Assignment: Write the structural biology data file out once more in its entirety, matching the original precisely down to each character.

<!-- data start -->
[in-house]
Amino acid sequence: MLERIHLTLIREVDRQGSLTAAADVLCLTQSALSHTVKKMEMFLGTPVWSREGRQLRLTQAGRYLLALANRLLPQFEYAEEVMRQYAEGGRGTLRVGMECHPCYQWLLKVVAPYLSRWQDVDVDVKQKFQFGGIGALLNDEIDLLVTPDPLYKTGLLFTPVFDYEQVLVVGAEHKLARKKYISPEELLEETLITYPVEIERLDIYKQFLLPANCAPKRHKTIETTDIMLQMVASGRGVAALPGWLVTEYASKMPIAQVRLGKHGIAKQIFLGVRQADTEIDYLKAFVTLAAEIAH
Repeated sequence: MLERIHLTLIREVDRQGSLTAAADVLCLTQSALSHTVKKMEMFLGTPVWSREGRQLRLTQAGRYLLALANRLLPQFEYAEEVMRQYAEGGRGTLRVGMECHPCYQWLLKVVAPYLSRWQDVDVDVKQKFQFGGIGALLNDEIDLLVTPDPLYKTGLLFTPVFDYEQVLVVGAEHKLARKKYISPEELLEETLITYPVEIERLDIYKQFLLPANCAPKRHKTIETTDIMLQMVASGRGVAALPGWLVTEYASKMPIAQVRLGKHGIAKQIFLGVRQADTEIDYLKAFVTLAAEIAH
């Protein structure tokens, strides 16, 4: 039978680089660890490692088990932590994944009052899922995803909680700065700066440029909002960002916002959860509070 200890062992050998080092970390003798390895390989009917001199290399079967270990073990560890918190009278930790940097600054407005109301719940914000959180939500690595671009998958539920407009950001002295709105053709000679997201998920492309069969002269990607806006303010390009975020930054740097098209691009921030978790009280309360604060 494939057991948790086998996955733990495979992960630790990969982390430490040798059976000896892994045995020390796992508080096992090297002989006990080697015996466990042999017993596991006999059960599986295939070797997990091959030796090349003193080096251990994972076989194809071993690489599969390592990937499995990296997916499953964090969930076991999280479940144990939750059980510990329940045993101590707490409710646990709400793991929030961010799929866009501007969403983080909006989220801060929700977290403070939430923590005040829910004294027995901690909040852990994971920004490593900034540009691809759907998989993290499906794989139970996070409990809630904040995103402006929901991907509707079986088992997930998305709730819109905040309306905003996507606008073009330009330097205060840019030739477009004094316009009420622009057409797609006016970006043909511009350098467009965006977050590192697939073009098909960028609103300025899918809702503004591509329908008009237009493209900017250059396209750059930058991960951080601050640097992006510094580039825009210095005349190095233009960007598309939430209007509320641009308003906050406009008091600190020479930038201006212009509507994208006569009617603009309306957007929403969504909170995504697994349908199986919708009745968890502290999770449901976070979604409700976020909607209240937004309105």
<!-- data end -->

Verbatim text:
[in-house]
Amino acid sequence: MLERIHLTLIREVDRQGSLTAAADVLCLTQSALSHTVKKMEMFLGTPVWSREGRQLRLTQAGRYLLALANRLLPQFEYAEEVMRQYAEGGRGTLRVGMECHPCYQWLLKVVAPYLSRWQDVDVDVKQKFQFGGIGALLNDEIDLLVTPDPLYKTGLLFTPVFDYEQVLVVGAEHKLARKKYISPEELLEETLITYPVEIERLDIYKQFLLPANCAPKRHKTIETTDIMLQMVASGRGVAALPGWLVTEYASKMPIAQVRLGKHGIAKQIFLGVRQADTEIDYLKAFVTLAAEIAH
Repeated sequence: MLERIHLTLIREVDRQGSLTAAADVLCLTQSALSHTVKKMEMFLGTPVWSREGRQLRLTQAGRYLLALANRLLPQFEYAEEVMRQYAEGGRGTLRVGMECHPCYQWLLKVVAPYLSRWQDVDVDVKQKFQFGGIGALLNDEIDLLVTPDPLYKTGLLFTPVFDYEQVLVVGAEHKLARKKYISPEELLEETLITYPVEIERLDIYKQFLLPANCAPKRHKTIETTDIMLQMVASGRGVAALPGWLVTEYASKMPIAQVRLGKHGIAKQIFLGVRQADTEIDYLKAFVTLAAEIAH
């Protein structure tokens, strides 16, 4: 039978680089660890490692088990932590994944009052899922995803909680700065700066440029909002960002916002959860509070 200890062992050998080092970390003798390895390989009917001199290399079967270990073990560890918190009278930790940097600054407005109301719940914000959180939500690595671009998958539920407009950001002295709105053709000679997201998920492309069969002269990607806006303010390009975020930054740097098209691009921030978790009280309360604060 494939057991948790086998996955733990495979992960630790990969982390430490040798059976000896892994045995020390796992508080096992090297002989006990080697015996466990042999017993596991006999059960599986295939070797997990091959030796090349003193080096251990994972076989194809071993690489599969390592990937499995990296997916499953964090969930076991999280479940144990939750059980510990329940045993101590707490409710646990709400793991929030961010799929866009501007969403983080909006989220801060929700977290403070939430923590005040829910004294027995901690909040852990994971920004490593900034540009691809759907998989993290499906794989139970996070409990809630904040995103402006929901991907509707079986088992997930998305709730819109905040309306905003996507606008073009330009330097205060840019030739477009004094316009009420622009057409797609006016970006043909511009350098467009965006977050590192697939073009098909960028609103300025899918809702503004591509329908008009237009493209900017250059396209750059930058991960951080601050640097992006510094580039825009210095005349190095233009960007598309939430209007509320641009308003906050406009008091600190020479930038201006212009509507994208006569009617603009309306957007929403969504909170995504697994349908199986919708009745968890502290999770449901976070979604409700976020909607209240937004309105």